Little is known of the events that led to Queen Hetepheres’ abdication of Venthir to Korachan, and what is known is attributed to legend and the corruption of close to 4-millennia. It is known that the Archpotentate Malichar, alongside a massive retinue of his loyal followers entered Venthir early in 359 RM, a guest of Queen Hetepheres. Staying in her palace in Hetepheropolis, accounts and records of the times state that he and his diplomats were treated to displays of Venthiri armies on parade, and various other forms of propaganda designed to show its might. Later on in the year, during a tour of the nation's south, it is said that Malichar spoke with her alone in the ruins of the ancient settlement of Maphani, sowing what are believed to be the seeds of corruption that would take root 2-years later when Hetepheres unceremoniously prostrated herself before him and his armies, effectively handing Venthir over to Korachan. The monument of Symari was constructed in honour of the occasion, its monolithic height dominating the horizon of southern Venthir. Though it remained largely autonomous and she remained its regent, Venthir was accountable to Khadon in Korachan. Patrician families flowed into Venthir from the cities of Midal and Teira, and the imperial administration was fully established in Teira in 376 RM within the monolithic Acropolis of Caur, an edifice built in true imperial design with its grand granite architecture contrasting with the local structures. Teira became the centre of imperial influence in the region, though Hetepheropolis remained its heart, where Venthiri culture survived in its most unadulterated form. Relations with Sarastro and Nárthel were re-established, with trade flowing steadily in-and-out of both regions.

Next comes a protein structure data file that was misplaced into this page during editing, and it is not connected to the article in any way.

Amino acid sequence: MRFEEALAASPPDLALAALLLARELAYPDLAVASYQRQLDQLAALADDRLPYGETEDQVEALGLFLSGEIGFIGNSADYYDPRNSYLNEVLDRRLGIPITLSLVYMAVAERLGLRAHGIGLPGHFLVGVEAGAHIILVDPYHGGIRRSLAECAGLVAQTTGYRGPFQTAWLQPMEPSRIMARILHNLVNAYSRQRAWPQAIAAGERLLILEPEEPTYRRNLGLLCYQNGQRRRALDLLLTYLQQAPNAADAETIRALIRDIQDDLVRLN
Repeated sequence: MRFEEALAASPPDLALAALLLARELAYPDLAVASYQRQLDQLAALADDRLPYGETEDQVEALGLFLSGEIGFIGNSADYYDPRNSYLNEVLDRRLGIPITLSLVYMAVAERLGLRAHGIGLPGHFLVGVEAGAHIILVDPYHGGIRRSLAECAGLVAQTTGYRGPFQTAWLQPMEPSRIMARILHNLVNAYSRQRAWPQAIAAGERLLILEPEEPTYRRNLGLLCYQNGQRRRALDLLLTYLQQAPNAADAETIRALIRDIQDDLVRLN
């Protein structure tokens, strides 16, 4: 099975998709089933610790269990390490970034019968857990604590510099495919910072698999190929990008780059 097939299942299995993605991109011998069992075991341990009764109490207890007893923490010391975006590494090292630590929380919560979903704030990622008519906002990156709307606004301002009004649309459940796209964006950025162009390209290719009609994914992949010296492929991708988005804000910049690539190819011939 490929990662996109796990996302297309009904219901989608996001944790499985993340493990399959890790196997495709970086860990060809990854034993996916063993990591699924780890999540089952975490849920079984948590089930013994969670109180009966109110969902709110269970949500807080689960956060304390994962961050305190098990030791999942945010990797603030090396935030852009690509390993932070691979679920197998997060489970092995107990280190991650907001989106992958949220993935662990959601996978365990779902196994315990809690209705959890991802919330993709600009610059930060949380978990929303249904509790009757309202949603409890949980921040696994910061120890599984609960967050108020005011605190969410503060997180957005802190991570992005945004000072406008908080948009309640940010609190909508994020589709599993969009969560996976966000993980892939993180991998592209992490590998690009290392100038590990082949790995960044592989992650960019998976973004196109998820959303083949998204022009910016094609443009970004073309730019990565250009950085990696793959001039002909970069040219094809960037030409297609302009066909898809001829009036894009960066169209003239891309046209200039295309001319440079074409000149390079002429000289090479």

The religion of the Sphinx was allowed to remain though in a controlled form and as a sub-cult of the Church of the Machine, which advocated her as a prophetess of the imperial Church from c. 380 RM, following years of religions tension. Around the same time the mystery-cult of Khar’illæ first appeared in Venthir, brought by traders and merchants from farther west in other imperial nations in Sammaea. Like those regions, it was largely quelled in the coming centuries though persisted in the form of scattered mystery-cults.